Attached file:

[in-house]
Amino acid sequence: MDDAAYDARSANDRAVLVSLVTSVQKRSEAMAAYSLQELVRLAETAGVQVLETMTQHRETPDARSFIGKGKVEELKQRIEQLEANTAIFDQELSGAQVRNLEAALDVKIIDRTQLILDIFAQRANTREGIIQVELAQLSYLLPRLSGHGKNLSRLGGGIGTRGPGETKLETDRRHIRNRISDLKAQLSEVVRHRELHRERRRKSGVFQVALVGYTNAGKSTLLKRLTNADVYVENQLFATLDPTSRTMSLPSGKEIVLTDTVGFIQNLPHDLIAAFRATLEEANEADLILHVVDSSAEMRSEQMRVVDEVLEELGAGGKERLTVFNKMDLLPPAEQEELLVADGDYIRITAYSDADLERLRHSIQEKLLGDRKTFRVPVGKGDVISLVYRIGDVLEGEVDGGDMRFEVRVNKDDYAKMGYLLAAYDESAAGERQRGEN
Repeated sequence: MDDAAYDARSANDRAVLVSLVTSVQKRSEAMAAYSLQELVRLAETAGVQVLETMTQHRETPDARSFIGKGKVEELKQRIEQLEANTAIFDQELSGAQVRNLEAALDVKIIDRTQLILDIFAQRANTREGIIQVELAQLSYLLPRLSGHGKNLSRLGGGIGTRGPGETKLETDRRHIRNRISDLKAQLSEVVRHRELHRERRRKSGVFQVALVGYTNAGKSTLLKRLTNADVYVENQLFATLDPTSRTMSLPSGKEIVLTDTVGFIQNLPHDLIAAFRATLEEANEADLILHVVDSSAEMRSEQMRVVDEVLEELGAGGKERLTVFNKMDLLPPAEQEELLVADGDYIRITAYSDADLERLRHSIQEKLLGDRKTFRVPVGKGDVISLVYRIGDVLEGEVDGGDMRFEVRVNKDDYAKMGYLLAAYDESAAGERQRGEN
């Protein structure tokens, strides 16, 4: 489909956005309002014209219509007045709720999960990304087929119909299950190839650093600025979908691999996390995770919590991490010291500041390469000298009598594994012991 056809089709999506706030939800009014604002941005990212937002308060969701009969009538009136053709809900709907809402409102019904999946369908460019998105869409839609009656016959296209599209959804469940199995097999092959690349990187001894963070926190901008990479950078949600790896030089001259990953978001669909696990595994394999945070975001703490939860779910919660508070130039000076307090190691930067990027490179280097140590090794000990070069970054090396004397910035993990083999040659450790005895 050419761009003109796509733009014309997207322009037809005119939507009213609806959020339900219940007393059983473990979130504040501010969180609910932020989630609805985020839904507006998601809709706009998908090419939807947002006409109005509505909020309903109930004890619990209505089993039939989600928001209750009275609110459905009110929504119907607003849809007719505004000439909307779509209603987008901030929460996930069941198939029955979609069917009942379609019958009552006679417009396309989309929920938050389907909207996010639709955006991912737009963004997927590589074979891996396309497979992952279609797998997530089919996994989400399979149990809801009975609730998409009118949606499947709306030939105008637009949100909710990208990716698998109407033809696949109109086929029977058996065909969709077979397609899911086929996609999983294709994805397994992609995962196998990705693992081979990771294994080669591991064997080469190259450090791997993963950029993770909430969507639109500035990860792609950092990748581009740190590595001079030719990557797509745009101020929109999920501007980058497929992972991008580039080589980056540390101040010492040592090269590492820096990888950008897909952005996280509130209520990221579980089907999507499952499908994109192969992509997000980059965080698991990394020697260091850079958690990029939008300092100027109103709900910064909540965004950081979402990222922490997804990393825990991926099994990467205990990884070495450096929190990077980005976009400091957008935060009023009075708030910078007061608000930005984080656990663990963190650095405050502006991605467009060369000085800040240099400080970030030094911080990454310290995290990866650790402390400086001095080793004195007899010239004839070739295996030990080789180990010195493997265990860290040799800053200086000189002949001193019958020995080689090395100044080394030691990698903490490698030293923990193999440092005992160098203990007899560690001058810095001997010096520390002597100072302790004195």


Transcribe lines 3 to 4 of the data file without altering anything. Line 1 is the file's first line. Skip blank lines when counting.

Repeated sequence: MDDAAYDARSANDRAVLVSLVTSVQKRSEAMAAYSLQELVRLAETAGVQVLETMTQHRETPDARSFIGKGKVEELKQRIEQLEANTAIFDQELSGAQVRNLEAALDVKIIDRTQLILDIFAQRANTREGIIQVELAQLSYLLPRLSGHGKNLSRLGGGIGTRGPGETKLETDRRHIRNRISDLKAQLSEVVRHRELHRERRRKSGVFQVALVGYTNAGKSTLLKRLTNADVYVENQLFATLDPTSRTMSLPSGKEIVLTDTVGFIQNLPHDLIAAFRATLEEANEADLILHVVDSSAEMRSEQMRVVDEVLEELGAGGKERLTVFNKMDLLPPAEQEELLVADGDYIRITAYSDADLERLRHSIQEKLLGDRKTFRVPVGKGDVISLVYRIGDVLEGEVDGGDMRFEVRVNKDDYAKMGYLLAAYDESAAGERQRGEN
């Protein structure tokens, strides 16, 4: 489909956005309002014209219509007045709720999960990304087929119909299950190839650093600025979908691999996390995770919590991490010291500041390469000298009598594994012991 056809089709999506706030939800009014604002941005990212937002308060969701009969009538009136053709809900709907809402409102019904999946369908460019998105869409839609009656016959296209599209959804469940199995097999092959690349990187001894963070926190901008990479950078949600790896030089001259990953978001669909696990595994394999945070975001703490939860779910919660508070130039000076307090190691930067990027490179280097140590090794000990070069970054090396004397910035993990083999040659450790005895 050419761009003109796509733009014309997207322009037809005119939507009213609806959020339900219940007393059983473990979130504040501010969180609910932020989630609805985020839904507006998601809709706009998908090419939807947002006409109005509505909020309903109930004890619990209505089993039939989600928001209750009275609110459905009110929504119907607003849809007719505004000439909307779509209603987008901030929460996930069941198939029955979609069917009942379609019958009552006679417009396309989309929920938050389907909207996010639709955006991912737009963004997927590589074979891996396309497979992952279609797998997530089919996994989400399979149990809801009975609730998409009118949606499947709306030939105008637009949100909710990208990716698998109407033809696949109109086929029977058996065909969709077979397609899911086929996609999983294709994805397994992609995962196998990705693992081979990771294994080669591991064997080469190259450090791997993963950029993770909430969507639109500035990860792609950092990748581009740190590595001079030719990557797509745009101020929109999920501007980058497929992972991008580039080589980056540390101040010492040592090269590492820096990888950008897909952005996280509130209520990221579980089907999507499952499908994109192969992509997000980059965080698991990394020697260091850079958690990029939008300092100027109103709900910064909540965004950081979402990222922490997804990393825990991926099994990467205990990884070495450096929190990077980005976009400091957008935060009023009075708030910078007061608000930005984080656990663990963190650095405050502006991605467009060369000085800040240099400080970030030094911080990454310290995290990866650790402390400086001095080793004195007899010239004839070739295996030990080789180990010195493997265990860290040799800053200086000189002949001193019958020995080689090395100044080394030691990698903490490698030293923990193999440092005992160098203990007899560690001058810095001997010096520390002597100072302790004195």